East meets West
East Meets West NatureLink
The East Meets West NatureLink covers an immense region running from central Eyre Peninsula in the west of South Australia across the Nullarbor Plain and along the Great Australian Bight to the Western Australian border.
The NatureLink consists of three climatic zones: Arid, Mediterranean and Marine. On land this encompasses around 21 million hectares of mostly continuous vegetated area, including a Mediterranean zone belt of remnant vegetation 200-kilometre long that links the coastal environment to farmland, Mallee and acacia shrublands and woodlands. Around 46% of native vegetation cover in the zone is formally protected, but there is also a high degree of fragmentation.
By contrast the extensive arid region, while under pressure from grazing, retains a high degree of connectivity, featuring a continuous band of protected areas covering over 5.9 million hectares, including the largest Wilderness Protection Area in South Australia.
This region is also a place where interaction between different ocean currents and the physical environment produces a great diversity and endemism of marine species. Thanks to the Eyre Peninsula's isolation – by sea to the east and west and arid lands to the north – the same is true for terrestrial species. At least 40 plant species are endemic to the Eyre, while offshore islands feature species that have never occurred, or become extinct, on the mainland.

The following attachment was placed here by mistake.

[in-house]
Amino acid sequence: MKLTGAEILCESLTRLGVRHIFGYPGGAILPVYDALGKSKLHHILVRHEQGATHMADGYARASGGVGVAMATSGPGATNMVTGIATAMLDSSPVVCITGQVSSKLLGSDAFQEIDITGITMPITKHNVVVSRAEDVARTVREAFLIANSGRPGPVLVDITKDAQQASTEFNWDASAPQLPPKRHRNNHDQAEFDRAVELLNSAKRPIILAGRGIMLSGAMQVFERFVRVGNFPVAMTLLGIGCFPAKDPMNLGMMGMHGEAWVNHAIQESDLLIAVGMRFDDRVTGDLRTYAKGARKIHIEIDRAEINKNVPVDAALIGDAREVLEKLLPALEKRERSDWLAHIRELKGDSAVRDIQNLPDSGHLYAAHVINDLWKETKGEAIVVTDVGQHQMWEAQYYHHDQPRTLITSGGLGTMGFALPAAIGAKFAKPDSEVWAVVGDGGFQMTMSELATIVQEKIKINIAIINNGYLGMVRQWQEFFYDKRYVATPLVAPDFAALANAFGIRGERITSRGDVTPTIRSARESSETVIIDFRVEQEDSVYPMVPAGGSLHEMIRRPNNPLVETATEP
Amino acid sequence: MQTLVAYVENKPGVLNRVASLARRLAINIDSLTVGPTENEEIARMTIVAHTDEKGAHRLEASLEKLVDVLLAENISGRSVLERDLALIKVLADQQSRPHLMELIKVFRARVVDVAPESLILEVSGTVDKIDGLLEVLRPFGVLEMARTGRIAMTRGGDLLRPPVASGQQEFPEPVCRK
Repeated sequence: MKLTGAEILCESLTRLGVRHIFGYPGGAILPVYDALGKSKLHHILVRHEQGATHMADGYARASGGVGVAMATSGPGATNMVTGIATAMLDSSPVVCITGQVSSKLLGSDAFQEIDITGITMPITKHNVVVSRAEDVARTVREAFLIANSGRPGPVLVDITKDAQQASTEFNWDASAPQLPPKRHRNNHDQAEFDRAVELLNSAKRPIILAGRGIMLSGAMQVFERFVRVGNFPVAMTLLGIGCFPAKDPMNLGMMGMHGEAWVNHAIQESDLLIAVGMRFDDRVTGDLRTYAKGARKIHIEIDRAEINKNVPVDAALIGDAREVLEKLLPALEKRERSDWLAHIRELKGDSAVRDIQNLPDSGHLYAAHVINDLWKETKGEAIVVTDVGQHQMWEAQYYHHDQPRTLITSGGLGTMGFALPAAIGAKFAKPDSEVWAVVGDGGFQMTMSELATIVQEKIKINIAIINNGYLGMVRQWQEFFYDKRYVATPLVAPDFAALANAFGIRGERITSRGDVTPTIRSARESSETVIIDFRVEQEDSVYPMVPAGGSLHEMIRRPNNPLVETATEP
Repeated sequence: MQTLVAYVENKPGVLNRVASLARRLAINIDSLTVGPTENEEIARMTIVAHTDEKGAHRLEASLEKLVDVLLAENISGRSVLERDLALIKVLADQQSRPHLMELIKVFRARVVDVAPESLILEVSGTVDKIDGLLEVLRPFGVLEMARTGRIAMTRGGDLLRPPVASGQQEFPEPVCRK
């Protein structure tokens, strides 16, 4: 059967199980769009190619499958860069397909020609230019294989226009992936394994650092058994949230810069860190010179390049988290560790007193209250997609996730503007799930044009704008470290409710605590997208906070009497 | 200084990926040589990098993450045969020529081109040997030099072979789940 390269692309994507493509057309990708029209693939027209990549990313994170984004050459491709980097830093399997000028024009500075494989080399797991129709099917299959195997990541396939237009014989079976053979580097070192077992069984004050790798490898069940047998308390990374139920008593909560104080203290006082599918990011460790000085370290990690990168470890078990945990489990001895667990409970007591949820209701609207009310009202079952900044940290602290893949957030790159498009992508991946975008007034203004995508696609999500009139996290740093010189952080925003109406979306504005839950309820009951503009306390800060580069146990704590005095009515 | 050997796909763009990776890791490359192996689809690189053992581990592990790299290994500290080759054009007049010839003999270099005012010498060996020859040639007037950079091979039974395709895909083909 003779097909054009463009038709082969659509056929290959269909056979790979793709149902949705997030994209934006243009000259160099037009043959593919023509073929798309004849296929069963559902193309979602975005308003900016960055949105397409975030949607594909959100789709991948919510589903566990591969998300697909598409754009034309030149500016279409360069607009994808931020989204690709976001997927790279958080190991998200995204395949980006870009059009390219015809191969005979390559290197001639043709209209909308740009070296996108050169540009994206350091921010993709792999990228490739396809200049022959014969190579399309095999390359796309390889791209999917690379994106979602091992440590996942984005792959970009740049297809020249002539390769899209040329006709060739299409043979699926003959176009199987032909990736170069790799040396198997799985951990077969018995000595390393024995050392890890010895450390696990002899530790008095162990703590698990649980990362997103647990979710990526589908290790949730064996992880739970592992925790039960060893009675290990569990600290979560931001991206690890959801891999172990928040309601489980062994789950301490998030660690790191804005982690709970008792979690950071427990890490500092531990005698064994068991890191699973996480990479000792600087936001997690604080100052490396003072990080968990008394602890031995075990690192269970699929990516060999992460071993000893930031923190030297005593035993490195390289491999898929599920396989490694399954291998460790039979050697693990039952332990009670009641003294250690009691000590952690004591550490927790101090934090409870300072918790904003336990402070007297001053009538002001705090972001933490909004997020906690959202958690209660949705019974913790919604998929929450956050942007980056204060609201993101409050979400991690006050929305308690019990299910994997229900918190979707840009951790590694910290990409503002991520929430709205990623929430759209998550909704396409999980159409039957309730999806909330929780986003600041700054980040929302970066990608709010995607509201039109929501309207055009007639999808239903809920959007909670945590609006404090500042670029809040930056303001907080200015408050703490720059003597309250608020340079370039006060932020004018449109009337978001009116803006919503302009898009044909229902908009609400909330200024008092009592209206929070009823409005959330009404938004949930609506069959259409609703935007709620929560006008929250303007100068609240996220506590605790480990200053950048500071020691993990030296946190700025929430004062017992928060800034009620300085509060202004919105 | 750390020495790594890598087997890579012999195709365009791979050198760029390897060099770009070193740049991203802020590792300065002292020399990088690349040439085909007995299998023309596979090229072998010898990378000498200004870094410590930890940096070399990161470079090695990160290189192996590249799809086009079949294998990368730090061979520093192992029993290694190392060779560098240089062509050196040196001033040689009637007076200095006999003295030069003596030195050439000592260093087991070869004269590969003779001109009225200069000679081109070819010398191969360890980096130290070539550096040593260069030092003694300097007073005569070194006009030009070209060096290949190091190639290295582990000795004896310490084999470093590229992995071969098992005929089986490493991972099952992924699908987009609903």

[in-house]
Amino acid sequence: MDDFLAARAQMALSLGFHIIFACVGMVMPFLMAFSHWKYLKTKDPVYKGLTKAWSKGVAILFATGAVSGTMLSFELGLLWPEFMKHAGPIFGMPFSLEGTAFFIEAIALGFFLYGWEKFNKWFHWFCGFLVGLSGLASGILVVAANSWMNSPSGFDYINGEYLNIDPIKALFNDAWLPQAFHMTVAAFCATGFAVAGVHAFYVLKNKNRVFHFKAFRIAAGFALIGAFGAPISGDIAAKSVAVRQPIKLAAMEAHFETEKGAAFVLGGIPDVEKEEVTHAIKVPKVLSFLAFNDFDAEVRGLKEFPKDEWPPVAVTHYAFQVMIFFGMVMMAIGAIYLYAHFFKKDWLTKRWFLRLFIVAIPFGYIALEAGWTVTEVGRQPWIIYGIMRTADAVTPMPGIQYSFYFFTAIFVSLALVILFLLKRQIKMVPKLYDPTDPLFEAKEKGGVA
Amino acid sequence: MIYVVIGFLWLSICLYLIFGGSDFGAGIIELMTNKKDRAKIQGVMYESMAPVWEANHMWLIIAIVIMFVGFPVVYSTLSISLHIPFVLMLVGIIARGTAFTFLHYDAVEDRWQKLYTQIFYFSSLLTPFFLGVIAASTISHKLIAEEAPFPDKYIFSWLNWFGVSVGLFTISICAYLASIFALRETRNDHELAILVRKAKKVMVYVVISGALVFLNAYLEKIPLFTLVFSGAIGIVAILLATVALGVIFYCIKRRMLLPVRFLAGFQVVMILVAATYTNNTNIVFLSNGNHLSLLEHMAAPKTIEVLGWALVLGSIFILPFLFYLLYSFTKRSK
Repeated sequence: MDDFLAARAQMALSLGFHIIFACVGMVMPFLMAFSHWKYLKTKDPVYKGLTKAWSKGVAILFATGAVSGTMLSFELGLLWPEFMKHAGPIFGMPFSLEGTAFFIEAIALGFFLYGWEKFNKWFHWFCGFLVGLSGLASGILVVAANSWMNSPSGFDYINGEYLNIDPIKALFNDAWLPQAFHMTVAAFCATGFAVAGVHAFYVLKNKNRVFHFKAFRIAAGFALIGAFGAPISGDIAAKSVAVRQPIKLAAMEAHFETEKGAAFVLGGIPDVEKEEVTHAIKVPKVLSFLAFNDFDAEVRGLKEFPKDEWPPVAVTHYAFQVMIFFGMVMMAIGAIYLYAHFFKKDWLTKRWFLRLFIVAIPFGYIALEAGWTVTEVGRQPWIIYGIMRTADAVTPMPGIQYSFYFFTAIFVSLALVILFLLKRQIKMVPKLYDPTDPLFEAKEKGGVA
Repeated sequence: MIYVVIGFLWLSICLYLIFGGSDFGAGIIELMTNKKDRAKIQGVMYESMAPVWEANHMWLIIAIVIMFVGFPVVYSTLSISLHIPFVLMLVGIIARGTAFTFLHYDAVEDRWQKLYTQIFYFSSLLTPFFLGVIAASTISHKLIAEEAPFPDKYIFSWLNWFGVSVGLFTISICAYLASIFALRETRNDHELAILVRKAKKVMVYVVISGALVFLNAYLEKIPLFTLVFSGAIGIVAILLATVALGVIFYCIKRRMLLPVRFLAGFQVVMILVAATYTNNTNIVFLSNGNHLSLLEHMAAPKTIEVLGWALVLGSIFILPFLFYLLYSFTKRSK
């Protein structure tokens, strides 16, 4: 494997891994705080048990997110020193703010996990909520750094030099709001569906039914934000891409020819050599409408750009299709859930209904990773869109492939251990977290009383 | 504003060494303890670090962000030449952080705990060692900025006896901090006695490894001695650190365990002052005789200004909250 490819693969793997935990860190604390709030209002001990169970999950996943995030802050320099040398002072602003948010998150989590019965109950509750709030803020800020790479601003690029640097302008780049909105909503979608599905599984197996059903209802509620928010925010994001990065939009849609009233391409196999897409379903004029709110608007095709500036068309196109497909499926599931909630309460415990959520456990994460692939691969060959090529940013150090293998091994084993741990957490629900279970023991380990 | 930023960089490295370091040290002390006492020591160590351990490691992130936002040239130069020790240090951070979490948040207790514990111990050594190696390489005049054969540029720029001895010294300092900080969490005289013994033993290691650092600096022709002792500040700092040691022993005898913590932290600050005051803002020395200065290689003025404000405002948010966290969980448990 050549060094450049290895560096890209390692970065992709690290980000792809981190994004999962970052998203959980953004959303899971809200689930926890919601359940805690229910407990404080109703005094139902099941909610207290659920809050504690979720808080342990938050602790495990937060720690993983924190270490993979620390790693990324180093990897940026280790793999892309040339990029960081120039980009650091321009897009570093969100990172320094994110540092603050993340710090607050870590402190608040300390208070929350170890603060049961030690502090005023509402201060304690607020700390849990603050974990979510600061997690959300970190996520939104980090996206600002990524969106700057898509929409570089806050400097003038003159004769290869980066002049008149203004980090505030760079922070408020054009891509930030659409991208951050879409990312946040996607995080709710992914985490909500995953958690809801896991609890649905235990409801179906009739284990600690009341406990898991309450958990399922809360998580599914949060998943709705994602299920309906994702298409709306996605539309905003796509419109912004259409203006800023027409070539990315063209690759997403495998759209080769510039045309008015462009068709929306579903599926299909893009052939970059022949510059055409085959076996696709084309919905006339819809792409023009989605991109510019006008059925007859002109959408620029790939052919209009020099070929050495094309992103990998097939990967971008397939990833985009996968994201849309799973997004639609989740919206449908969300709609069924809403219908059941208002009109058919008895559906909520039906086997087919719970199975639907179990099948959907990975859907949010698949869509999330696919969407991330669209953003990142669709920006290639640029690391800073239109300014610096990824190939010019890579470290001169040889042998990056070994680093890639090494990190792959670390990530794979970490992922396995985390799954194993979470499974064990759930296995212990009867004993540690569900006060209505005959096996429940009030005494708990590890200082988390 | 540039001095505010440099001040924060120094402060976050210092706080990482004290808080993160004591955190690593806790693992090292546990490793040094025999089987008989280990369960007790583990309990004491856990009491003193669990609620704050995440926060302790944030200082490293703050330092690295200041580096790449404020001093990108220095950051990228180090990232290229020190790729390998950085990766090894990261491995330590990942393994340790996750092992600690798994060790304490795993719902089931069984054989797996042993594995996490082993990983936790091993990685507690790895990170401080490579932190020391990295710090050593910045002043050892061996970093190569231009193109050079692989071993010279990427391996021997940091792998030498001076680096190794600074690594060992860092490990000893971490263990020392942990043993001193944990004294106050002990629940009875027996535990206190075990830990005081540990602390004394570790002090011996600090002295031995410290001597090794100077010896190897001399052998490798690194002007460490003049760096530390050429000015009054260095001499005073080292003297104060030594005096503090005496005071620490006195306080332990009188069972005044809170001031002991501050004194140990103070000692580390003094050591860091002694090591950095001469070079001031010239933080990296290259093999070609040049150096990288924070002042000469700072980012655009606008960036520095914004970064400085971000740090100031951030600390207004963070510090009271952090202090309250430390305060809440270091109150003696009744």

The East Meets West is also a region where the eastern and western geographic ranges of many plants and animals overlap. The result is a unique mixture of species but also a higher sensitivity to changing climatic conditions as many species are at the extremes of their current range.
The region hosts a wide range of activities including nature based tourism, fishing, aquaculture and related industries, shipping and transportation, agriculture, primary production, mining, mineral and petroleum exploration, urban development and science and education.
Many areas are still used and managed by indigenous people in a customary fashion as they have done for nearly 40,000 years – travelling through, foraging and camping across the region.
The Eyre Peninsula and far west of South Australia are well-placed for conserving biodiversity under a changing climate due to the vast network of National Parks, Conservation Parks and Heritage Agreements – the NatureLink contains 54 reserves and 179 Heritage Agreements, along with four large Wilderness Protection Areas: Nullarbor, Yellabinna, Hincks and Hambidge WPA's. This is the highest level of protection possible to prevent exploration and mining from reducing the ecological resilience of these areas.